Carl E. Douglas is the former Managing Attorney at the Law Offices of Johnnie L. Cochran, Jr, best known for his work as the Coordinator of O.J. Simpson’s criminal defense team. His work as a member of O.J. Simpson’s criminal defense “Dream Team” was prominently featured in ESPN’s 30 for 30, Academy Award winning documentary, O.J.: Made In America. While at The Cochran Firm, Mr. Douglas tried dozens of cases to verdict, in a wide array of personal injury, civil rights, and criminal law matters. After going out on his own in 1996, he broadened his list of accomplishments. Mr. Douglas was the attorney for the lead plaintiff in Patricia Anderson v. General Motors Corporation, a product liability trial where the jury returned a $4.9 billion dollar verdict, which was then the largest personal injury verdict ever awarded in United States. As lead counsel in a seven-week trial against the Los Angeles Sheriff’s Department, concerning the police death of an unarmed African-American man, Mr. Douglas helped the victim’s family obtain a verdict of $8,000,000.00. Full bio link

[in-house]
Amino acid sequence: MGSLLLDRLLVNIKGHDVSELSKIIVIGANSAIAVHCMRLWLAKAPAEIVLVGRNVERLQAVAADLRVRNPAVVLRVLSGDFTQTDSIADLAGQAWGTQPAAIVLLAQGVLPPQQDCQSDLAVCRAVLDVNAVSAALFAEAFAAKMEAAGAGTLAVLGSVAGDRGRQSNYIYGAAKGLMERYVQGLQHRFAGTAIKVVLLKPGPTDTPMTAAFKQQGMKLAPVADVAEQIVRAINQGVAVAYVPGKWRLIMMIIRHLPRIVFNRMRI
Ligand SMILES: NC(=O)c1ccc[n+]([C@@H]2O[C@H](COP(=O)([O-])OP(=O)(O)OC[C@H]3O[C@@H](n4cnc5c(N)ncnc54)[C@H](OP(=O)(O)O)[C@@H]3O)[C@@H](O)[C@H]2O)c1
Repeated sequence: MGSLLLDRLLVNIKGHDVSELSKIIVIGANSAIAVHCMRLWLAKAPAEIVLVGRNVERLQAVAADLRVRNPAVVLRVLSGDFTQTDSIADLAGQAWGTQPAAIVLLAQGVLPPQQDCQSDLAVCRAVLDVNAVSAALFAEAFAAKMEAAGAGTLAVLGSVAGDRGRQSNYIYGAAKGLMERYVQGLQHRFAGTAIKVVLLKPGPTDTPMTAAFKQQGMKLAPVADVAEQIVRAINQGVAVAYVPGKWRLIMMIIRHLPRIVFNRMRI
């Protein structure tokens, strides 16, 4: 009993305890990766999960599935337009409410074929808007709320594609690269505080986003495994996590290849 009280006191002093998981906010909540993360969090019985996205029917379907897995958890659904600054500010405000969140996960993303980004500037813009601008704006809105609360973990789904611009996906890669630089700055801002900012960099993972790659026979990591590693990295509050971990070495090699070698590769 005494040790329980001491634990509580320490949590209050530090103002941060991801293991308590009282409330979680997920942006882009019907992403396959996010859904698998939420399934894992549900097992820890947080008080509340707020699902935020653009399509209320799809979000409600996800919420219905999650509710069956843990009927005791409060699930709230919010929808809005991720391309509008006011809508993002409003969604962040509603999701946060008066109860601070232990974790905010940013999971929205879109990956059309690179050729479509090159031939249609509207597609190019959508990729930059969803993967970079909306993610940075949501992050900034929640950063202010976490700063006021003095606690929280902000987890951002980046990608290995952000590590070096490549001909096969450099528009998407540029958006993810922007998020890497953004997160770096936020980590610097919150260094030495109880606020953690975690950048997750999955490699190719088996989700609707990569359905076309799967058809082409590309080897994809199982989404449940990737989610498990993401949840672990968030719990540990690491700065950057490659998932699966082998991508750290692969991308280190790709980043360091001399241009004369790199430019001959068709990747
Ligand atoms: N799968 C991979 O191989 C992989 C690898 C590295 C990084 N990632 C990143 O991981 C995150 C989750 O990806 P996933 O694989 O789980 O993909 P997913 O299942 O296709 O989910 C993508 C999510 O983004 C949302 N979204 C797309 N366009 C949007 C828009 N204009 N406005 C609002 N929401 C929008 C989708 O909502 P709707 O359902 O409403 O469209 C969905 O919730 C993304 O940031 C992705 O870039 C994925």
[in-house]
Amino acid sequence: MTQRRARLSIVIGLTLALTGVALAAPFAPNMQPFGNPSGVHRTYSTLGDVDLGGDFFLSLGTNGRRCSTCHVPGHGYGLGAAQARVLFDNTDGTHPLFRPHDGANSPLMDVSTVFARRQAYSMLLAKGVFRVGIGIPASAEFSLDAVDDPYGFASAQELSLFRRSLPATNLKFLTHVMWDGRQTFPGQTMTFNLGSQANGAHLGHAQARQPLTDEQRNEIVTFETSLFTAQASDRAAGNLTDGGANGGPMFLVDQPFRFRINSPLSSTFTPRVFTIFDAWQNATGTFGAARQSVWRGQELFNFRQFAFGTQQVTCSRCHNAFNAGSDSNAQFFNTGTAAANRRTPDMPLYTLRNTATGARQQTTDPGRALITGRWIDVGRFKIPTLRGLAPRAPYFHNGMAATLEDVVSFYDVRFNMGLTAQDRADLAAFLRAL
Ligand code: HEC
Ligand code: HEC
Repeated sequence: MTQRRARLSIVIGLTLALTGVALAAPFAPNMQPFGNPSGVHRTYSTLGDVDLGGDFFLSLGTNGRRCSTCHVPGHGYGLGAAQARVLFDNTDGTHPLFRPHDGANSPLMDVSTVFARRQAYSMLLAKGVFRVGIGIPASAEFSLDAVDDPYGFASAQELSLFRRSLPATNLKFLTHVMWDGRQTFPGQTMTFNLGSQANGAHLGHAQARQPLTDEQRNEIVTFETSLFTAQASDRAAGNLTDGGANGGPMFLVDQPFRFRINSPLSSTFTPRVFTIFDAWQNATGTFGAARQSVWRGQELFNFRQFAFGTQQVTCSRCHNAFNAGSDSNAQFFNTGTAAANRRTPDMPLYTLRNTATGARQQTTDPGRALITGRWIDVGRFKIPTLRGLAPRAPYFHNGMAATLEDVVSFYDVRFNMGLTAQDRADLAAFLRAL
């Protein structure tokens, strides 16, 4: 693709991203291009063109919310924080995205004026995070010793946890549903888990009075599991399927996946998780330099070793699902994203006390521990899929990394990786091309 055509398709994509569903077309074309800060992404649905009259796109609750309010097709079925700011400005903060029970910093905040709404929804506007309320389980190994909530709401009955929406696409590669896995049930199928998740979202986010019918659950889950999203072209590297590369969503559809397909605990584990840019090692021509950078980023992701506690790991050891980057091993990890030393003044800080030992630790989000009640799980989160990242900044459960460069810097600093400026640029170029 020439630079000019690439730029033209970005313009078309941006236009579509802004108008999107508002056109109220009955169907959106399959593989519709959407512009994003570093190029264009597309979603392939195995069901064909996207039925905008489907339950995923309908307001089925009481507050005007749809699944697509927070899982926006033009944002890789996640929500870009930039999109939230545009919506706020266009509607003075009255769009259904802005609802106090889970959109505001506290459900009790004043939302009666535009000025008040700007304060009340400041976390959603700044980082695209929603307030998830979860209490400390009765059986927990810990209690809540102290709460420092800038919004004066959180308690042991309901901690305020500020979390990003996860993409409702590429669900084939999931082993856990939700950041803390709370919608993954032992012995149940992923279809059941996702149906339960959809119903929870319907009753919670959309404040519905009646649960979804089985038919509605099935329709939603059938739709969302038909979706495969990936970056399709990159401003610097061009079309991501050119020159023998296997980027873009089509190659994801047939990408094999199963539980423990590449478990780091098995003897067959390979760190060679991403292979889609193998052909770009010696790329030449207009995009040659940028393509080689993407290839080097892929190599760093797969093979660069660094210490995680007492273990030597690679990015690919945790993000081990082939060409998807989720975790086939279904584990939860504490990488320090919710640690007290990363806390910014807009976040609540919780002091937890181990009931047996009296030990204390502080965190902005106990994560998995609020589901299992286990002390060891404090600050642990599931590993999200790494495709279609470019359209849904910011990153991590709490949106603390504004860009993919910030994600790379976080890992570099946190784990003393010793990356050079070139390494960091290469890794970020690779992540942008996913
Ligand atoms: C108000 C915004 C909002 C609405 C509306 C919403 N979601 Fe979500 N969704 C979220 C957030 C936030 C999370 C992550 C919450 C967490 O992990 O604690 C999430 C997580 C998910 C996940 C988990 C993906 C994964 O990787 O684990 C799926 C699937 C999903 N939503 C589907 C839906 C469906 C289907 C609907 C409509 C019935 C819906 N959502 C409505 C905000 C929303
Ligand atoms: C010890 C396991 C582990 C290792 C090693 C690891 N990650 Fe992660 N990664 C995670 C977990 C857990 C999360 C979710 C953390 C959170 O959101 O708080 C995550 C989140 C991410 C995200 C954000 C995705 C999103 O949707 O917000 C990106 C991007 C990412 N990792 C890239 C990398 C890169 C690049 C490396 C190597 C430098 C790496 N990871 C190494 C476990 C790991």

Melissa S. Woods | Partner at Cohen, Weiss and Simon, LLP
Melissa S. Woods joined the firm as of counsel in 2018 and became a partner in 2020. Ms. Woods specializes in litigating labor and employment law matters before governmental agencies, and state and federal courts, on behalf of unions and individual employees. She also represents unions in employer bankruptcy proceedings. Ms. Woods leads the firm’s sexual harassment prevention practice, where she shares her extensive experience investigating allegations of discrimination and harassment, providing legal and strategic advice on policy matters, and creating and conducting discrimination and harassment prevention training. In 2019, Ms. Woods was inducted as a fellow of the College of Labor and Employment Lawyers, an organization that recognizes those who have distinguished themselves in the field. Full bio link